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Although we’re already almost a month into the new year, I’m just now getting my ducks around the blogosphere.  Looking back, I focused a great deal of time and attention on the practical aspects of missional communities.  

In this coming year, I’m going to continue writing content in the theological, philosophical and practical world of missional communities, but also want to expand the conversation here into broader issues of ecclesiology and leadership.

As far as topics go, here are some things I’ll be writing on:

  • Covenant Membership in the Church
  • Church Discipline
  • A Theology of the Church
  • Practical Issues on Hiring and Interviewing
  • Team and Culture Development

If there are things you’d be interested in hearing about, go ahead and post them here in the comments!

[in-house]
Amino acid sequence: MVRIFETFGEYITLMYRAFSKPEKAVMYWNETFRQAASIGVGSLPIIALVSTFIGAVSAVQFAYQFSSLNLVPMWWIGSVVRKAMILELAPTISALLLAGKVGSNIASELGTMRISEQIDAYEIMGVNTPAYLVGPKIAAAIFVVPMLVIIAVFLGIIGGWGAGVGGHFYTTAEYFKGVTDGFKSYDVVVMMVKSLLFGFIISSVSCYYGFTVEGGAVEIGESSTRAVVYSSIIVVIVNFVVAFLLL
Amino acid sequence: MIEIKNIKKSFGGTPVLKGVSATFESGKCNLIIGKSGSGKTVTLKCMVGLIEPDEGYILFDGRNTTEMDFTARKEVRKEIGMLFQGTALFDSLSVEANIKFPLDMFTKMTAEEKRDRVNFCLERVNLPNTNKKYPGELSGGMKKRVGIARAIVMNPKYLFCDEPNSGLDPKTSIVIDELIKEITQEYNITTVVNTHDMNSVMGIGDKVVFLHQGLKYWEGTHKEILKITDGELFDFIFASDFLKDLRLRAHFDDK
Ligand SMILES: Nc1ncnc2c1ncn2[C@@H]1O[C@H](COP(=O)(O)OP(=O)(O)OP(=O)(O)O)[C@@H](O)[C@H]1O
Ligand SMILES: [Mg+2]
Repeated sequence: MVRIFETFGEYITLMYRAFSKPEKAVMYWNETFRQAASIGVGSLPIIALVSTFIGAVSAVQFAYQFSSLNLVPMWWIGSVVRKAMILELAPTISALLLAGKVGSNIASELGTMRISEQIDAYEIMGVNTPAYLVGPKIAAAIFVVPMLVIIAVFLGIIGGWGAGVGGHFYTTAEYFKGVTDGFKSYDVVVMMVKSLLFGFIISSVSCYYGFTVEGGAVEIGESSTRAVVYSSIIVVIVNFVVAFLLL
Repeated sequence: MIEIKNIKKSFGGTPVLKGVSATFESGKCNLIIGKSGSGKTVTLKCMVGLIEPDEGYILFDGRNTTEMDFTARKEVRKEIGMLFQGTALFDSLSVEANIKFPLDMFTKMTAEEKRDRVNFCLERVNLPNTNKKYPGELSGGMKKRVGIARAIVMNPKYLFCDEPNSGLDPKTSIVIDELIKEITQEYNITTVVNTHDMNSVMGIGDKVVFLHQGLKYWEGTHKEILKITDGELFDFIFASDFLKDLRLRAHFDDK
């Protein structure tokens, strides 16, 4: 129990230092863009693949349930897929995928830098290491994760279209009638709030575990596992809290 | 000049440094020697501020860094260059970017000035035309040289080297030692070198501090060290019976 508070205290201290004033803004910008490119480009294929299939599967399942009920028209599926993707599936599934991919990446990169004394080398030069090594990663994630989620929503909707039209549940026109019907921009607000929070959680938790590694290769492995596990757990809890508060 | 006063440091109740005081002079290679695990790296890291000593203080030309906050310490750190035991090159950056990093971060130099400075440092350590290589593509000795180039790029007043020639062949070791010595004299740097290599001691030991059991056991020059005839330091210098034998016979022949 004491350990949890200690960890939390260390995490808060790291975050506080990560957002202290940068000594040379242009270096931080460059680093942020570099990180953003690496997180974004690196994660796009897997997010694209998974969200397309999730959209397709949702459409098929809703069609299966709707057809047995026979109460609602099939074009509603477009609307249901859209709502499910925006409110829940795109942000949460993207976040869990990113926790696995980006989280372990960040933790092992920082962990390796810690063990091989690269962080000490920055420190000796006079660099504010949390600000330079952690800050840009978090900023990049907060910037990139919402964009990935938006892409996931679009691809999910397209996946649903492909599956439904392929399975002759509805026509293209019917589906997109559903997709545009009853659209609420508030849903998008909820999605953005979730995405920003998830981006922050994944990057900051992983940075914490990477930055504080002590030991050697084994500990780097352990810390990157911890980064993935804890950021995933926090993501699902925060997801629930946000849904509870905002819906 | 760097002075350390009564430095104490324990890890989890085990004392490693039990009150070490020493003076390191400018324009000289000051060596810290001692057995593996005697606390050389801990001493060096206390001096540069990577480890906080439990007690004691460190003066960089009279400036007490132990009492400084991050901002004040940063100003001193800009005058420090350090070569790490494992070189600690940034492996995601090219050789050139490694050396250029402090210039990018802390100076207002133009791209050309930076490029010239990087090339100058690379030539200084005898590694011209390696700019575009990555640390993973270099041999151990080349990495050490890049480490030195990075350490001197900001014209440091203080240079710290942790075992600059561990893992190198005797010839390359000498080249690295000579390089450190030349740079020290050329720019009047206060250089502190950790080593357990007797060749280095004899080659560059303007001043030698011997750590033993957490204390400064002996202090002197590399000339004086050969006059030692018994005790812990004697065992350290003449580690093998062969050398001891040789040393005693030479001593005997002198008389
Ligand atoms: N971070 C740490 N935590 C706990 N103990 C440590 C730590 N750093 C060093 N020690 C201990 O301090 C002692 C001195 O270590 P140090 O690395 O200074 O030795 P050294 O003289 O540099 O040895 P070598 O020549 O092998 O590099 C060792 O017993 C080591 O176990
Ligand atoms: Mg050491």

Things have gone pretty quiet around this blog…the holidays and the hectic pace of life have kept me from writing.  As i have been preparing for this new year of ministry, I spent some time looking back over the past few years and came across some old resources.

It’s simultaneously humorous and enjoyable to see how our team has grown and changed in our understanding of missional communities.  Below is a historical look at how missional communities have developed through preaching, curriculum and storytelling. I pray they are encouraging and helpful to you!

Sermon Series

Fall 2007 Vision Series – We are the Church Together

This is where we started moving toward missional communities rather than small groups.  We accompanied it with our first alignment curriculum, using our existing values language which is still a significant part of our ministry today.